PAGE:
While planning my vacation last month, far from helping out technology actually compounded my misery
This past month was a comedy of errors for me. You see, I’ve been planning a family vacation for a couple of months now. Everything from booking train tickets, hotel accommodations, cab bookings, and whole lot of fun and anxiety that comes along (in equal measure) when you’re about to travel with more than 10 family members who all have differing agendas as far as having fun is concerned. Obviously, thanks to technology, online apps and services like AirBNB, OYO Rooms, IRCTC and Google Maps came to my rescue. Tech was indispensable in these scenarios, proving to be a lifesaver: when comparing and contrasting on the best locations to stay at, listed prices, discounts, and planning other activities.
However, as far as the title of this column’s concerned, I did suffer from a few blonde moments. More than my usual quota. Combine that with a few tech bloopers, this month turned out to be memorable one for all the wrong reasons. Let me elaborate.
Zeroing in on an accommodation proved to be more difficult than I thought. Quite a few desirable locations we would’ve booked in a heartbeat turned out to be unverified properties on both AirBNB and OYO Rooms. Technology helped us find a location but at the same time dissuaded us from completely trusting the locale. Relying solely on technology as we were, there was no workaround to this impasse, and we had to look elsewhere.
Strike one. Inconvenience level = minor pain in the temple.
Finally, after settling on an alternative temporary vacation house, I was glad to find out the owner lived here in Mumbai itself, an elderly lady who seemed to be quite tech-savvy given her responses. After exchanging a couple of messages, I fixed up a time to meet with the elderly lady because I wanted to ask her opinion about the place we were visiting and also request a few things to be available in advance at her holiday home that we were occupying. I thought the personal connect may help reinforce my case, so I fired up Google Maps and asked my cab driver to take me to the desired location.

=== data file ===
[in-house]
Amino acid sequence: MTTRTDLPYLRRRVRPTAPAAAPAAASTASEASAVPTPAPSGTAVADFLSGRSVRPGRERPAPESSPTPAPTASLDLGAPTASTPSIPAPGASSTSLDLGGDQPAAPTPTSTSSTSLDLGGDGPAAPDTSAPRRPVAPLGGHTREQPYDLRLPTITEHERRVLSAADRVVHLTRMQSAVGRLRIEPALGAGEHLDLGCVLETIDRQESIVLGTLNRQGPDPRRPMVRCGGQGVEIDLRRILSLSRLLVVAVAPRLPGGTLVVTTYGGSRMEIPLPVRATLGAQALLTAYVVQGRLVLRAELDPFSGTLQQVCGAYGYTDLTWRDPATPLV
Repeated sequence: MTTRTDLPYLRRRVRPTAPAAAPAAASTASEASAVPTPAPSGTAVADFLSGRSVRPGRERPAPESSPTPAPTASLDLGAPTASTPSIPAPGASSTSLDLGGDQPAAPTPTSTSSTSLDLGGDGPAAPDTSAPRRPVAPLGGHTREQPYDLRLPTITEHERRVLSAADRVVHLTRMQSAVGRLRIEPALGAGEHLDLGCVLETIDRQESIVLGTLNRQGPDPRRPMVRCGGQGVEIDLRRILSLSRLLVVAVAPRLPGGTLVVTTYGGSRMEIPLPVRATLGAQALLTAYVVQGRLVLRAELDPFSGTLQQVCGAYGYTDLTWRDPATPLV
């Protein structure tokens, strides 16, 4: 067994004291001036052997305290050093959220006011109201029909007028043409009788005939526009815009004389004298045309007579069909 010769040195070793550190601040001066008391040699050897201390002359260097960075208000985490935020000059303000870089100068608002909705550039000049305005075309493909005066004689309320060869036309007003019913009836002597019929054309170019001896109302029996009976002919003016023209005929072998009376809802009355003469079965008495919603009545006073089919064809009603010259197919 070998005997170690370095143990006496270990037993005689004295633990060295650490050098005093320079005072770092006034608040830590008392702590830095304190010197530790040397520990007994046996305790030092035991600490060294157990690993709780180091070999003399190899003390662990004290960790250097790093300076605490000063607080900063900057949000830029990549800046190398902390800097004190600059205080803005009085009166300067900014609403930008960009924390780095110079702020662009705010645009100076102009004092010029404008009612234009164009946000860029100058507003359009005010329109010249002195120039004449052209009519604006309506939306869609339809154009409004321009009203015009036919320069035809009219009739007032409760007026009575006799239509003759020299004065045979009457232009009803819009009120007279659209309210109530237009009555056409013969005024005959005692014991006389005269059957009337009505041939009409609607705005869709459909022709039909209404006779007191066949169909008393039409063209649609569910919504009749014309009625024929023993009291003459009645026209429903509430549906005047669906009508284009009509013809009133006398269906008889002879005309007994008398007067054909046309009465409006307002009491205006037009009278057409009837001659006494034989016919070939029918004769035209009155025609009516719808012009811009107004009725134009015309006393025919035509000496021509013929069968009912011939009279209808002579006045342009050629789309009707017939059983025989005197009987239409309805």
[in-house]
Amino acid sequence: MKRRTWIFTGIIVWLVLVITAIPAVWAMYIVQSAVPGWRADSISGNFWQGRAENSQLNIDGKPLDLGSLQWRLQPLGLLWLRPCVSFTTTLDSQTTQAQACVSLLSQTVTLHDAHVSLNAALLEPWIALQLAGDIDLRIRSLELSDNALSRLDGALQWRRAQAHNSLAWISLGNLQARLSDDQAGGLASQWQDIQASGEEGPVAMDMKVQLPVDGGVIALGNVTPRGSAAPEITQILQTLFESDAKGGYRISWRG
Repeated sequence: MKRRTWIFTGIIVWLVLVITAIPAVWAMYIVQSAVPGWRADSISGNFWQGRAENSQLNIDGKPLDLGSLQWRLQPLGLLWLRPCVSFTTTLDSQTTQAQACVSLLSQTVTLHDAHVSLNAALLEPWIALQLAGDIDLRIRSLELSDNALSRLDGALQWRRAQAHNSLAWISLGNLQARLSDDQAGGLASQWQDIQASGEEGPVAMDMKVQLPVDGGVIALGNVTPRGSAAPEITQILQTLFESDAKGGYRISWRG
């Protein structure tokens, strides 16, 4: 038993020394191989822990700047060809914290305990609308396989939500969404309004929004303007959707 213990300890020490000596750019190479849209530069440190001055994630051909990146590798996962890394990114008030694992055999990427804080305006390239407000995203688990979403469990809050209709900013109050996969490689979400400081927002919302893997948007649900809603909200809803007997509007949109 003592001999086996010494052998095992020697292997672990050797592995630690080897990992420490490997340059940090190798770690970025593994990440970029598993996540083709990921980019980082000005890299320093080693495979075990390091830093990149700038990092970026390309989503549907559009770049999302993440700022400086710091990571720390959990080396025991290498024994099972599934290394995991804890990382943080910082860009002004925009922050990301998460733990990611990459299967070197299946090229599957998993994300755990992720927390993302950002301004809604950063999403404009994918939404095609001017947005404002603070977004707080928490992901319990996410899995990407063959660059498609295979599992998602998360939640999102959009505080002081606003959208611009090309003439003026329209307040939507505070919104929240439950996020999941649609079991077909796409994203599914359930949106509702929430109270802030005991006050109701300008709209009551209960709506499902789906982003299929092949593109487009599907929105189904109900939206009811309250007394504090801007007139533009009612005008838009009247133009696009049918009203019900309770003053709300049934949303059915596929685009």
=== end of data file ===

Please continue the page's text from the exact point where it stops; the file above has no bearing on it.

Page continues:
Reaching it proved to be nothing short of a nightmare as all it took to confuddle Google Maps was one section of the road being blocked and cordoned off for municipal repairs. Recalculating an alternate route seemed to throw off Google Maps completely, taking me from a potential 15-minute drive to a tiringly arduous detour of over 1.5 hour. I had to ultimately cancel my visit, fixing up an appointment for another day. I lost both time and money thanks to technology that failed me right when I was counting on it the most.
“Technology helped us find a location but at the same time dissuaded us from completely trusting its claims"
Strike two. Inconvenience level = major pain in the derriere.
The final straw in my month of technology-related misfortunes was when I got locked out of my Gmail. Here’s how that unfolded: You see my Google two-factor authentication has been running for a couple of years now, where I get a part of my Gmail authentication code through SMS. However, last month, I switched to Google Authenticator which is an app you install on your phone, making your phone critical to generate the authentication code – there are no backup SMSes in this scenario. However, I installed the app on the iPhone 6S Plus that I was using temporarily and forgot to delink it before I factory restored the device. Big mistake.
I couldn’t log into my personal Gmail account on the phone, I had no codes SMSed to me every time I tried logging in, and I hadn’t made a copy of the backup codes the very first time I had enabled two-factor authentication on my Google account. Restoring access to my account now depended on talking to a human Google representative through my registered alternate email. This could’ve been a long drawn out affair, with my account being potentially inaccessible for several days, possibly weeks. However, for a moment of laziness for which I’m thankful now, I had clicked the “Stay signed-in” box on my personal laptop’s Chrome session. No permanent damage done, just half-a-day’s anxious thinking. I definitely dodged a bullet here, one that could’ve potentially logged me out of my account for an embarrassing amount of time to avoid notice. Strike three was the softest of the bunch. Phew!
Now you know how last month turned out to be a TIFU for me. Partly because of my own fault and in some measure due to technology’s niggles, too. How has technology failed to live up to your expectations, and how have you been comically inconvenienced by your over-reliance on technology and your expectation of it to just… work? You know where to reach me.
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